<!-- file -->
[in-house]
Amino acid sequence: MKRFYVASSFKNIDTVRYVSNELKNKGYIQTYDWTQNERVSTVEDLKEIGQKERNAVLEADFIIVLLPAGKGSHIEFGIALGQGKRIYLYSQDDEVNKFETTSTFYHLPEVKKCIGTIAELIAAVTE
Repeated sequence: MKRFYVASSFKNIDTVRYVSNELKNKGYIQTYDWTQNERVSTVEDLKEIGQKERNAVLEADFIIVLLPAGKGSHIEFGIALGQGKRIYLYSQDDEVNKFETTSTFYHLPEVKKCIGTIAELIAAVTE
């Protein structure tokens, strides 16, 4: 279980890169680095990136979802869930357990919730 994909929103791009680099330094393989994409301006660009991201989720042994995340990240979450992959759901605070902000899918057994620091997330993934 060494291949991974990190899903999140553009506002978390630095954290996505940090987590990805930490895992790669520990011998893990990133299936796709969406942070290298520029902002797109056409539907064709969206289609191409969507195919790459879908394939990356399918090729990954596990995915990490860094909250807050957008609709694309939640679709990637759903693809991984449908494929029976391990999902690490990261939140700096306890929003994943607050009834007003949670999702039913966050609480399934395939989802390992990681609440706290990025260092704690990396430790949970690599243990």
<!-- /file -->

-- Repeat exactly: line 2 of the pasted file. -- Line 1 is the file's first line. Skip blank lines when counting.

Amino acid sequence: MKRFYVASSFKNIDTVRYVSNELKNKGYIQTYDWTQNERVSTVEDLKEIGQKERNAVLEADFIIVLLPAGKGSHIEFGIALGQGKRIYLYSQDDEVNKFETTSTFYHLPEVKKCIGTIAELIAAVTE